Crank Punk Coaching Systems: “It’s the greatest thing since energy gel flavored energy gel,” says James Cole

James Cole, for,er top-level sailor turned cyclist
James Cole, former top-level sailor turned cyclist, on the Mecca of climbs, Alpe d’Huez

Well he didn’t really say that but he should have.

James Cole, 37, originally from Oz but now living in Singapore, joined CPCS some months back in preparation for the 2014 Haute Route Alps. Here is his account of life as a crankpunker.

______________________

by James Cole

Crankpunk got me through the Haute Route Alps (HRA). This event is 900+km over 7 days with 23,000m of climbing over the French Alps.  There is just no other way I could have completed without Lee/Crankpunk sorting me out with a program that just worked.

Living in Singapore with the highest lump only 80m above sea level, I set myself a huge challenge by signing up for HRA in July 2013.  Having only really been cycling for 6 months at that stage it was a really crazy idea to think I could do it.  At that time I getting into cycling and was enjoying it, but training?  What was that?  I just rode to work daily and did group rides on the weekends with their pre-designated sprint points and otherwise comfortable do your turn on the front and have a good chat time rides.

Then I started getting into the racing, and oh crap.  I was able to keep up for the first half, and then the suffering and the getting dropped set in and that was just no fun.  So it was time to re-evaluate my approach and ask around what the fast guys were doing. This is when I stumbled onto Lee and decided if you can’t beat them, then at least start utilising their coach and programs.

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James, training on Singapore’s Mt. Faber (I think)

So in Dec 2013 the Crankpunk relationship with Lee started.  First with the discussion of goals, what I wanted to achieve (ie complete the HRA) and working out my general timing and availability to ride.  Having 2 young kids time pressures can get restrictive, but fortunately riding to work daily (30km each way) made for a satisfactory alternative and Lee was able to work around that.  So gone were the rubbish miles rides where I rolled into work to be replaced by various types of intervals.  The work ride changed from routine to being what punishment/suffering has Lee dreamed up for me this week.  It made Sunday nights interesting as I waited for what was in store the following week.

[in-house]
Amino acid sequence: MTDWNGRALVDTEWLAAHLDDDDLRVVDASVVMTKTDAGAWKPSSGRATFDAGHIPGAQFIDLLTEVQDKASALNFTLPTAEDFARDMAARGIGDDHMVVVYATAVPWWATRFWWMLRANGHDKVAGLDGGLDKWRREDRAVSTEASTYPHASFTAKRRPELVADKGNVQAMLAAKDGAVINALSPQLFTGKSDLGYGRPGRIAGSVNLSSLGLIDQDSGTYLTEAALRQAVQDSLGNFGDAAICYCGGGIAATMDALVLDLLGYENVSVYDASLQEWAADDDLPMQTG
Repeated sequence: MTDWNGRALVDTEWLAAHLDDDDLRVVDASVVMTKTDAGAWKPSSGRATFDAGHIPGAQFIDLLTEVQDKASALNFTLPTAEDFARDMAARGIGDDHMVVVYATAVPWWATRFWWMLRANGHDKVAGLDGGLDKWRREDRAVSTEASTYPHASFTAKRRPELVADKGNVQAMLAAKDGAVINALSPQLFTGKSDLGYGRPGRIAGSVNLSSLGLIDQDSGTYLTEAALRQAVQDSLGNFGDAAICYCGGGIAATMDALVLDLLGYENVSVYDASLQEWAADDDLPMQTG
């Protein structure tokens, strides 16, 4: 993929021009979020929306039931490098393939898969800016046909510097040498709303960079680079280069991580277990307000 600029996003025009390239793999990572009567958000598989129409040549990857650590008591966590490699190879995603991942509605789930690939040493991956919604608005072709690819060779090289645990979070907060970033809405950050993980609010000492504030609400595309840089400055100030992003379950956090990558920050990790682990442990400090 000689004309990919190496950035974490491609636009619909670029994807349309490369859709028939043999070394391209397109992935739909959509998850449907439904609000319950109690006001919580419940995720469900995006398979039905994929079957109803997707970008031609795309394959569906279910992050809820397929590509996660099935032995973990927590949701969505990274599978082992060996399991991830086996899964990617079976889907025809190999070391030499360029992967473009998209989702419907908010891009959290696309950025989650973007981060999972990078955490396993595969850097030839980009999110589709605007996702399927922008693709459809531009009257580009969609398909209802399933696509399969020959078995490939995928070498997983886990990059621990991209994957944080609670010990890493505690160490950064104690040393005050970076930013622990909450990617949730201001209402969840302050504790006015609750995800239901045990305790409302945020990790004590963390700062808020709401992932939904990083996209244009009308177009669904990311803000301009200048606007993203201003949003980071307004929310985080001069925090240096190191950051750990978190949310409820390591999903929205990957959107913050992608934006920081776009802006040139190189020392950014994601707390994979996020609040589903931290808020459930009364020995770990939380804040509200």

After a few months the initial results were in. OCBC race in April came and went and finished with a 6th place in the sprint.  Never been at the front at the end of the race let alone in the sprint.  Then there was the Cycosports Bintan Race shortly after.  Got into a break which lasted for 60km before the peloton chased us down.  Never had been in a real break before let alone lasting that long in one.  So the crankpunk program was working.

Now it was time to focus on HRA.  How on earth was I going to get over those mountains when all I did was train and ride on the flat?  But somehow Lee nailed it.  When I got to France and started that first climb up Columbiere I put myself into the groove as we had trained for on those mind-numbing repeats up that 80m lump they call Mount Faber he had me do regularly. I sat in that groove, kept the cadence high but comfortable and climbed.  And then everyone seemed to be going backwards as I climbed.  I reached the top and went wow, I can do this and now for the next climb.  7 days later the HRA was complete and now it was a case of how to convince the wife to let me do it all again next year.

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So the Crankpunk program works.  It isn’t one of those cookie-cutter one-size-fits-all program, but it works around what you want to achieve and the timing you have available to do it.  It isn’t easy but you shouldn’t expect easy if you are signing up for a cycling program, but it is fun and very rewarding with a lot of variety.  Lee provides great feedback and keeps you focused.

Highly recommended.

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